Symptoms of coronavirus can appear two to 14 days after a person has been exposed to the virus, according to the Centers for Disease Control. People with no symptoms may have the virus and spread it to others.

The virus spreads between people through coughing and sneezing, according to the Illinois Department of Public Health.

The most common symptoms:

  • Fever
  • Cough
  • Shortness of breath

People have also experienced body aches, nasal congestion, runny nose and sore throat, according to Harvard Medical School.

If you or someone else has difficulty breathing, persistent pain or pressure in the chest, become confused, cannot be roused or develop a bluish face or lips, get immediate medical attention, according to the CDC.

How To Protect Yourself

The CDC only recommends those are already sick wear facemasks because they help you avoid spreading the virus.

Here’s what you can actually do to prevent getting ill:

  • The CDC and other officials have said people should wash their hands often, including before, during and after eating; after using the bathroom; and after blowing your nose, coughing or sneezing.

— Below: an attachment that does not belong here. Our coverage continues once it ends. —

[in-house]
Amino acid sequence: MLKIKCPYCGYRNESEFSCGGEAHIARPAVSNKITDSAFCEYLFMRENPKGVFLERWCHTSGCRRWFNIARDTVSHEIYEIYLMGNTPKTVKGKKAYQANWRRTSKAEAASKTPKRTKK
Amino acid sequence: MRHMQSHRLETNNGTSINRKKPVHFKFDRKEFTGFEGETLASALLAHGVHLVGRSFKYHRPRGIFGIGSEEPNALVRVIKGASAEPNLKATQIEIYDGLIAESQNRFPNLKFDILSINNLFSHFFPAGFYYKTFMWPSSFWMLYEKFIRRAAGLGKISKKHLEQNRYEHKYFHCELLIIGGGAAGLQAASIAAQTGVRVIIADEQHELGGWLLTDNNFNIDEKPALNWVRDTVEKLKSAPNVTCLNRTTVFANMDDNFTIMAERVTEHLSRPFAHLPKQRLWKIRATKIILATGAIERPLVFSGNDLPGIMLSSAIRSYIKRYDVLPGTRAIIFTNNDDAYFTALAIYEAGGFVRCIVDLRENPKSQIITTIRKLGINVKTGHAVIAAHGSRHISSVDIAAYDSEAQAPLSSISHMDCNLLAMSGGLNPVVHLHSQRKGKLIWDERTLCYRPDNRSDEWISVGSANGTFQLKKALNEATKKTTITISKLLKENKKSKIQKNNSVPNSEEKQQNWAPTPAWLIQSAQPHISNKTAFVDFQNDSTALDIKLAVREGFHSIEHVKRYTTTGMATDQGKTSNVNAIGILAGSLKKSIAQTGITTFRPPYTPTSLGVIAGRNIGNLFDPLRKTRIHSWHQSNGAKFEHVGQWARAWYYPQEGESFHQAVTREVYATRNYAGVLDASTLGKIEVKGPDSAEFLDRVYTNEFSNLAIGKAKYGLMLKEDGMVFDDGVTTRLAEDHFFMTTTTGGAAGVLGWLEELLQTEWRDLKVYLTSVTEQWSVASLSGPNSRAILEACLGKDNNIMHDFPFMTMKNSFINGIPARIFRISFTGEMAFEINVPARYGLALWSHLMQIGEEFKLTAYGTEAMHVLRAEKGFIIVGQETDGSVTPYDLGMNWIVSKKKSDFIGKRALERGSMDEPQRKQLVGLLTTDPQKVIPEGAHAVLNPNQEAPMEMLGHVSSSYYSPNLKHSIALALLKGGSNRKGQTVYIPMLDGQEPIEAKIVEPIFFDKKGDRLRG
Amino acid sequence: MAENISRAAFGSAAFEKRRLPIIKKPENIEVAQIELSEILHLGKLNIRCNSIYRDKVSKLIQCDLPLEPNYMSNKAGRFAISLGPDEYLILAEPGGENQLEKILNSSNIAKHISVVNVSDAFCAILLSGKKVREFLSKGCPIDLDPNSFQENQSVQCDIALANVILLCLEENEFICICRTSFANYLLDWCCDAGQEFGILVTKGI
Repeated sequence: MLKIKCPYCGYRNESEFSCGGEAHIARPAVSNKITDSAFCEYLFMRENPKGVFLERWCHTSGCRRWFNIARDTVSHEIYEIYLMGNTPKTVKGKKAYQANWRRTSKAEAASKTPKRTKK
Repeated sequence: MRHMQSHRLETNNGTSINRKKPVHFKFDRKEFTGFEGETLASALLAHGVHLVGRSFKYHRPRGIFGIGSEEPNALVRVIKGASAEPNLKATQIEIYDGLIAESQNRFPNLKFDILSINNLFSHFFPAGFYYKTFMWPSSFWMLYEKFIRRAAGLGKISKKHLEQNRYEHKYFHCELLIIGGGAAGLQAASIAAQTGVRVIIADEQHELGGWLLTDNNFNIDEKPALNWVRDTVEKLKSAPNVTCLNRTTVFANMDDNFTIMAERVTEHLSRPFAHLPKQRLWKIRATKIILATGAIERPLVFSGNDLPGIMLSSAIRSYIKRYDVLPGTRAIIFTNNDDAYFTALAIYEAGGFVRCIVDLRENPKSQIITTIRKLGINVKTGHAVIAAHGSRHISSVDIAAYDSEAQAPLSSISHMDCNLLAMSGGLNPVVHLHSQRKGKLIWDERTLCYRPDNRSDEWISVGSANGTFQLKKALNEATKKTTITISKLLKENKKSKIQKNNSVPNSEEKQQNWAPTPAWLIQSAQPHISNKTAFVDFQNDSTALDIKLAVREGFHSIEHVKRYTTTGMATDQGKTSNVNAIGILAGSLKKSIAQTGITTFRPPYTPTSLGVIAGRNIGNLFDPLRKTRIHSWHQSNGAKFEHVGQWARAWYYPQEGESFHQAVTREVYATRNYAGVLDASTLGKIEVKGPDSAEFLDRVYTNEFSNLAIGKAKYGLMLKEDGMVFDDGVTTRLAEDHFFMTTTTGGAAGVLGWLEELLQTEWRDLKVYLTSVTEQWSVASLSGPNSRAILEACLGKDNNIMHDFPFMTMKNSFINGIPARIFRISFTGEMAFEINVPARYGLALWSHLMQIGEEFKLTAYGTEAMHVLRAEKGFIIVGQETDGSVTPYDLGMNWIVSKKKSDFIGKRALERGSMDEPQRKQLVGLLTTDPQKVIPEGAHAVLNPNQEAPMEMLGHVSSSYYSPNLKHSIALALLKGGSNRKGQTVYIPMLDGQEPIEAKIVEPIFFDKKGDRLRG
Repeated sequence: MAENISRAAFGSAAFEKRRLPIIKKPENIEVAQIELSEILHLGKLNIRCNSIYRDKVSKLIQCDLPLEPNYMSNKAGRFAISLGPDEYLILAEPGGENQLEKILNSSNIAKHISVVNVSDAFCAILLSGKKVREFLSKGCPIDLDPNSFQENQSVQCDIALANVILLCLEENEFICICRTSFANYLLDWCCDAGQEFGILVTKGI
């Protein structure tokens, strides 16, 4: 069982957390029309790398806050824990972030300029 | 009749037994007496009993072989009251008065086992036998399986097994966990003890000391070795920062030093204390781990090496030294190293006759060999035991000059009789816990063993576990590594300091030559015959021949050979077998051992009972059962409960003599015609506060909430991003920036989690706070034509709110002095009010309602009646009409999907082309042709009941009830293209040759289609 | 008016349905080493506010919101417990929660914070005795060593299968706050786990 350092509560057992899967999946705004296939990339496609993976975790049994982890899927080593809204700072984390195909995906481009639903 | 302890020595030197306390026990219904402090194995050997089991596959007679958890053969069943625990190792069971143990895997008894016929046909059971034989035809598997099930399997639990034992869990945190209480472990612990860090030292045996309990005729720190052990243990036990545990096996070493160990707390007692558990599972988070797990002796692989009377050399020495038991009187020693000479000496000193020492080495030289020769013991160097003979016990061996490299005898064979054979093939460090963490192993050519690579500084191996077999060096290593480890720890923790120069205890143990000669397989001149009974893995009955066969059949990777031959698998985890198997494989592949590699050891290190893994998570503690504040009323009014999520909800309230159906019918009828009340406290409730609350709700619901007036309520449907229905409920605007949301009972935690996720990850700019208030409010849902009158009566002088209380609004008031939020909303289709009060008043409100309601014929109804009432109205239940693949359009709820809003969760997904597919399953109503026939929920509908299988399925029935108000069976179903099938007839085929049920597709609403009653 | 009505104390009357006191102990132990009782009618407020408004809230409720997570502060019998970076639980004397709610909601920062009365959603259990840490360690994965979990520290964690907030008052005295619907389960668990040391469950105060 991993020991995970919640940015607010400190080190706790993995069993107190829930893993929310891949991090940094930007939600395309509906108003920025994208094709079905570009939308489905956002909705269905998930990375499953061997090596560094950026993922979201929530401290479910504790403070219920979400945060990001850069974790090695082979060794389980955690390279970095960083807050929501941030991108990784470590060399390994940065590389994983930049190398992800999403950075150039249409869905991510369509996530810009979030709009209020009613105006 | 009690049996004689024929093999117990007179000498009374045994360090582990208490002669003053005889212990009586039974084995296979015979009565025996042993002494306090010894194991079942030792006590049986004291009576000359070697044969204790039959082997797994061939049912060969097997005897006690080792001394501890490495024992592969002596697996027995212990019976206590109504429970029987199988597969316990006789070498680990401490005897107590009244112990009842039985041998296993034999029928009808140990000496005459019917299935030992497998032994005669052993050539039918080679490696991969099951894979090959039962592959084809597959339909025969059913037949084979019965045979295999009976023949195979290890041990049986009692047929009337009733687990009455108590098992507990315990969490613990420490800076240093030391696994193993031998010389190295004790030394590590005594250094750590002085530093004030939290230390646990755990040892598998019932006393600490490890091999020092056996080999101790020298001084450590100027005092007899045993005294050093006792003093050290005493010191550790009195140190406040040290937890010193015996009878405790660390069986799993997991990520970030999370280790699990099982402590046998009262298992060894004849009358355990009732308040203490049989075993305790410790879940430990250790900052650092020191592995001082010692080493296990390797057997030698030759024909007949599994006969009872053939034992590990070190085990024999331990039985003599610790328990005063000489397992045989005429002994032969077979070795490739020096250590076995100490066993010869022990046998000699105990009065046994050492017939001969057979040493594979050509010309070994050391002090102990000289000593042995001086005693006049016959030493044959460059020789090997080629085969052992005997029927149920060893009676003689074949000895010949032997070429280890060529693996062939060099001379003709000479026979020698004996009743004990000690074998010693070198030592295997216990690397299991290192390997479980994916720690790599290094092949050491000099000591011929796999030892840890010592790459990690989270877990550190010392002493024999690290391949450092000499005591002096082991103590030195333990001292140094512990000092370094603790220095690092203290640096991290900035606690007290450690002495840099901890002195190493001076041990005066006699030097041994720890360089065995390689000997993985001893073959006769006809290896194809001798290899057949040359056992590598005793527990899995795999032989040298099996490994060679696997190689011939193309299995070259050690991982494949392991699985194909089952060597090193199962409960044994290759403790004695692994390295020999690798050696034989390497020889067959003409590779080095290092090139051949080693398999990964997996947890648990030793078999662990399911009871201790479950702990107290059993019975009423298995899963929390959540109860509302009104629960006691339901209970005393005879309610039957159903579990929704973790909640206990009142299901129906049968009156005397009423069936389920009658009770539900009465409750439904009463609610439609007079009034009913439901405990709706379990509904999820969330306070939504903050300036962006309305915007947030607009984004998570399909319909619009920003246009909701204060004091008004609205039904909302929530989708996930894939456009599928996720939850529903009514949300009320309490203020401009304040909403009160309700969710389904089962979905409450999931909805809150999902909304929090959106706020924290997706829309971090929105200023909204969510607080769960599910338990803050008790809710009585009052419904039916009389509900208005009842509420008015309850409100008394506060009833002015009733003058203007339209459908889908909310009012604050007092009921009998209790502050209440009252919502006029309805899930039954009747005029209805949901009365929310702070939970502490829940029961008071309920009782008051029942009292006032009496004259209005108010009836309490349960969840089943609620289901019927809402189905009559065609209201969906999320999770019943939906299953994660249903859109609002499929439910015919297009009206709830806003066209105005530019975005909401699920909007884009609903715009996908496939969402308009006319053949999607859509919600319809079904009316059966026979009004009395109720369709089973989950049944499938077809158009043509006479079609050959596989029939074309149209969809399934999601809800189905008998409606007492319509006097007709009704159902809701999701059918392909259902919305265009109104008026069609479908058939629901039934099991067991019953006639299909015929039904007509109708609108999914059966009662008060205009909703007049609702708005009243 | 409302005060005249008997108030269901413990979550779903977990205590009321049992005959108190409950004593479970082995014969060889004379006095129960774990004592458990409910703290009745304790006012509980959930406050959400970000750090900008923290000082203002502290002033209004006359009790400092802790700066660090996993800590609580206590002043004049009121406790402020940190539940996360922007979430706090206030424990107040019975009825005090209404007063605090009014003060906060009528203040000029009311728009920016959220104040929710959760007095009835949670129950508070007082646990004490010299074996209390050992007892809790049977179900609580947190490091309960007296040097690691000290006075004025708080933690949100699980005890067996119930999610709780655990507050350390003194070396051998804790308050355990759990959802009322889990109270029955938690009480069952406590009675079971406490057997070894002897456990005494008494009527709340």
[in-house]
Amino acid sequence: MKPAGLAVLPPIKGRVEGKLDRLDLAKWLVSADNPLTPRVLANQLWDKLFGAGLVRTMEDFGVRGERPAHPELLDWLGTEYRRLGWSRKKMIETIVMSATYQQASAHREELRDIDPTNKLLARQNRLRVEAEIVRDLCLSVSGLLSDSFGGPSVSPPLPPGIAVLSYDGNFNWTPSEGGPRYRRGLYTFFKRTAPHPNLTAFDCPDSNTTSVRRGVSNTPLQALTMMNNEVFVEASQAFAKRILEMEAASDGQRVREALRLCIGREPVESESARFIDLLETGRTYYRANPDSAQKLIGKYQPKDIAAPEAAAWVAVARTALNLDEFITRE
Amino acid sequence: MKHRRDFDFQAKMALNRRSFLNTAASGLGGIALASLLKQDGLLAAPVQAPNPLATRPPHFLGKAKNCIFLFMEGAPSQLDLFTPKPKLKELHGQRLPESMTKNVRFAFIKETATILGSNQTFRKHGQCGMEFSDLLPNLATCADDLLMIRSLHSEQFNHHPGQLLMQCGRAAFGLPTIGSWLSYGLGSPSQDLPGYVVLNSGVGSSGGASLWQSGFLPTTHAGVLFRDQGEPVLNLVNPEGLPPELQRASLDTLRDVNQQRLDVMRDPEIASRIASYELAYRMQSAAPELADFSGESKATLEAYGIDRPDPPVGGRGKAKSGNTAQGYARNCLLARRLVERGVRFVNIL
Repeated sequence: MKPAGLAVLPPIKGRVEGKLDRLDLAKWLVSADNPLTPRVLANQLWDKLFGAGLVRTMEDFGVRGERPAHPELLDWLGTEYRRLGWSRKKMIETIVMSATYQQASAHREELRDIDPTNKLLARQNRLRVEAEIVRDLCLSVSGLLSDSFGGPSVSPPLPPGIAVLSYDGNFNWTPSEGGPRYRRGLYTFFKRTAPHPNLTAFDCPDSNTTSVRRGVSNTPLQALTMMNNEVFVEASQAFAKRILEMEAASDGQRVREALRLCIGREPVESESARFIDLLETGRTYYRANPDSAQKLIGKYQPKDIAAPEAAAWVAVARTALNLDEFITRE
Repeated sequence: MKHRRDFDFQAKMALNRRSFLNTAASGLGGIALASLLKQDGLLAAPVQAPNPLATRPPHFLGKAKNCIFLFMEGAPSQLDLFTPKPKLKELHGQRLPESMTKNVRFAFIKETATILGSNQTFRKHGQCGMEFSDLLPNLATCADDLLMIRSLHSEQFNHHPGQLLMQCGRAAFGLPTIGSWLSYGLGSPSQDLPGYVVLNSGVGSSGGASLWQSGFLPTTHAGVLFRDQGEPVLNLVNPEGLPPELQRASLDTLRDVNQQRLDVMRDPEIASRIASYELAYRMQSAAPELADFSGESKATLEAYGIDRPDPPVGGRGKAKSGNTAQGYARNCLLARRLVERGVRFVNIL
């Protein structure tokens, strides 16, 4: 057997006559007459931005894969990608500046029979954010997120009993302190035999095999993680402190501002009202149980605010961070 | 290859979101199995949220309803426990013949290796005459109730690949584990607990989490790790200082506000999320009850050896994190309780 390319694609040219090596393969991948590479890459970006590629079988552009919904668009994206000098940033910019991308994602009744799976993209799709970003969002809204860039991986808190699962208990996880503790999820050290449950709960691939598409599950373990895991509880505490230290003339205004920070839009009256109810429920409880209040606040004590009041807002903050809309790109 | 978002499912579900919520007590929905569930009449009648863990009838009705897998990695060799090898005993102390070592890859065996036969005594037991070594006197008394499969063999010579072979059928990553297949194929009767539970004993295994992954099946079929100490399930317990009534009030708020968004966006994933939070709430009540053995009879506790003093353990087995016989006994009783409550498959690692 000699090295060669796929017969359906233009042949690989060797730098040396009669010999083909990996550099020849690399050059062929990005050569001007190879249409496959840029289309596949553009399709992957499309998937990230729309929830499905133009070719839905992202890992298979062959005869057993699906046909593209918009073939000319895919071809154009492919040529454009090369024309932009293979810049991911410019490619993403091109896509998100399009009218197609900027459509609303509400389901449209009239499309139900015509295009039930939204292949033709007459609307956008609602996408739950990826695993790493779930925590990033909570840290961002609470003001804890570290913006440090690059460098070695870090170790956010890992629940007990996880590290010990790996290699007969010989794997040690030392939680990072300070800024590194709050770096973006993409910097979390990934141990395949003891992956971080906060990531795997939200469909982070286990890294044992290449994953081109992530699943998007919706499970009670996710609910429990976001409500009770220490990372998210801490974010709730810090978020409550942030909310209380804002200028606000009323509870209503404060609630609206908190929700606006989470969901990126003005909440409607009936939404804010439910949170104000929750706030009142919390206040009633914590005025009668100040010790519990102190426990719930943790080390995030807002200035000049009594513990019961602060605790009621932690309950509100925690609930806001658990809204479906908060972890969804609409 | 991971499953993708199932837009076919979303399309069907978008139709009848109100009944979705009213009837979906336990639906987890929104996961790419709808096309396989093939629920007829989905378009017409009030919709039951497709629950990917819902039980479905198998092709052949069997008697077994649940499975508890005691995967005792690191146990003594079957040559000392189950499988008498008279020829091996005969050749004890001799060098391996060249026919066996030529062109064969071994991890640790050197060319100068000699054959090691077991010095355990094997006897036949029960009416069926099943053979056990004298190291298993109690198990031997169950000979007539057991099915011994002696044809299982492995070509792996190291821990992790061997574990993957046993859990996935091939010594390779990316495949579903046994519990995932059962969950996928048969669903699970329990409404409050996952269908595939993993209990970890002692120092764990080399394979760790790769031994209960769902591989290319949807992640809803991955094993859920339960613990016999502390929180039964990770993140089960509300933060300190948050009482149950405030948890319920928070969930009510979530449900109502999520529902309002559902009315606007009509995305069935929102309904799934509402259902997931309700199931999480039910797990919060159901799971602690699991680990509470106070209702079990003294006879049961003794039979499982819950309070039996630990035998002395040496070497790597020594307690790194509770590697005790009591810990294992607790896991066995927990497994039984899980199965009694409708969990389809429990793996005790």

The CDC has a guide here for how to properly wash your hands. Remember: Wash with soap and water, scrubbing your hands for at least 20 seconds.
  • If you can’t wash your hands with soap and water, you can use an alcohol-based hand sanitizer, according to the Illinois Department of Public Health.
  • Avoid touching your face, especially your eyes, nose and mouth, with unwashed hands.
  • Clean and disinfect objects and surfaces you touch frequently, like cellphones and light switches. Here are tips from the CDC.
  • Stay home when you’re sick and avoid close contact with people who are sick.
  • If you have to sneeze or cough with a tissue, throw it out immediately after using it, according to the CDC.

What To Do If You Think You’re Sick

Even if you’re not showing symptoms, the Chicago Department of Public Health recommends people coming from high-risk countries (here’s a CDC list) self-quarantine for 14 days after returning home.

If you do have symptoms of coronavirus, contact your primary doctor or a health care facility before going in. Explain your symptoms and tell them if you’ve come into close contact with anyone with coronavirus or traveled to an area where COVID-19 is widespread (here’s a CDC list) within the last 14 days, according to the Illinois Department of Public Health.

From there, the experts will work with your local health department to determine what to do and if you need to be tested for coronavirus, according to the Illinois Department of Public Health.

And, of course, if you think you’re sick with coronavirus, don’t risk exposing other people to the virus. Anyone who feels unwell has been ordered to stay home or risk getting a $500 fine.

Those with questions and concerns about coronavirus can call the Illinois Department of Public Health at 800-889-3931.

Block Club Chicago’s coronavirus coverage is free for all readers. Block Club is an independent, 501(c)(3), journalist-run newsroom.